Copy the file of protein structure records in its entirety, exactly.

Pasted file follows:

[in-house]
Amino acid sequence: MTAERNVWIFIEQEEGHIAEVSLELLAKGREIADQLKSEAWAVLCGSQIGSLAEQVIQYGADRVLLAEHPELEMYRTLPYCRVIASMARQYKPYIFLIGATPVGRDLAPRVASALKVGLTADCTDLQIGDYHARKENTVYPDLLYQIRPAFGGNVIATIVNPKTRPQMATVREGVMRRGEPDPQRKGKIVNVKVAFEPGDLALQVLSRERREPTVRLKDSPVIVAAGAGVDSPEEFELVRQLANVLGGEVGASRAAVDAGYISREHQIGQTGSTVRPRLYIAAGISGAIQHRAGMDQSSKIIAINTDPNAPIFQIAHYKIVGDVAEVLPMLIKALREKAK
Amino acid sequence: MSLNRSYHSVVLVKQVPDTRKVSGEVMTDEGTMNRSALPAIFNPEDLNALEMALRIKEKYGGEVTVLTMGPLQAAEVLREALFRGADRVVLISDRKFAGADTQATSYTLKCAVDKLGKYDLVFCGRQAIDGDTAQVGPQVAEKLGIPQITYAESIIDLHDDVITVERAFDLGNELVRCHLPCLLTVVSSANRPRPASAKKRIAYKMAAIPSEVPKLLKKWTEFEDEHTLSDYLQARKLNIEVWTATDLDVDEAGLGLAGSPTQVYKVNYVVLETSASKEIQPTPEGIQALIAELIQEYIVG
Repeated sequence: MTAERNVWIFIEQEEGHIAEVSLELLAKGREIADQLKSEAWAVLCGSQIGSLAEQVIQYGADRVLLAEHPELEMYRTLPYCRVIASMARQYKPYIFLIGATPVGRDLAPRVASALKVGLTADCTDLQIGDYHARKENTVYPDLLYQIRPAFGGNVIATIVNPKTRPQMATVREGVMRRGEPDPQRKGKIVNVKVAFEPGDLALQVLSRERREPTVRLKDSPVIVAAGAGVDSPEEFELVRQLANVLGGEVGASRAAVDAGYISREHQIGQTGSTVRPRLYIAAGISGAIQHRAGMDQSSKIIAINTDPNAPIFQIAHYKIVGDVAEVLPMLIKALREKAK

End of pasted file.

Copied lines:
[in-house]
Amino acid sequence: MTAERNVWIFIEQEEGHIAEVSLELLAKGREIADQLKSEAWAVLCGSQIGSLAEQVIQYGADRVLLAEHPELEMYRTLPYCRVIASMARQYKPYIFLIGATPVGRDLAPRVASALKVGLTADCTDLQIGDYHARKENTVYPDLLYQIRPAFGGNVIATIVNPKTRPQMATVREGVMRRGEPDPQRKGKIVNVKVAFEPGDLALQVLSRERREPTVRLKDSPVIVAAGAGVDSPEEFELVRQLANVLGGEVGASRAAVDAGYISREHQIGQTGSTVRPRLYIAAGISGAIQHRAGMDQSSKIIAINTDPNAPIFQIAHYKIVGDVAEVLPMLIKALREKAK
Amino acid sequence: MSLNRSYHSVVLVKQVPDTRKVSGEVMTDEGTMNRSALPAIFNPEDLNALEMALRIKEKYGGEVTVLTMGPLQAAEVLREALFRGADRVVLISDRKFAGADTQATSYTLKCAVDKLGKYDLVFCGRQAIDGDTAQVGPQVAEKLGIPQITYAESIIDLHDDVITVERAFDLGNELVRCHLPCLLTVVSSANRPRPASAKKRIAYKMAAIPSEVPKLLKKWTEFEDEHTLSDYLQARKLNIEVWTATDLDVDEAGLGLAGSPTQVYKVNYVVLETSASKEIQPTPEGIQALIAELIQEYIVG
Repeated sequence: MTAERNVWIFIEQEEGHIAEVSLELLAKGREIADQLKSEAWAVLCGSQIGSLAEQVIQYGADRVLLAEHPELEMYRTLPYCRVIASMARQYKPYIFLIGATPVGRDLAPRVASALKVGLTADCTDLQIGDYHARKENTVYPDLLYQIRPAFGGNVIATIVNPKTRPQMATVREGVMRRGEPDPQRKGKIVNVKVAFEPGDLALQVLSRERREPTVRLKDSPVIVAAGAGVDSPEEFELVRQLANVLGGEVGASRAAVDAGYISREHQIGQTGSTVRPRLYIAAGISGAIQHRAGMDQSSKIIAINTDPNAPIFQIAHYKIVGDVAEVLPMLIKALREKAK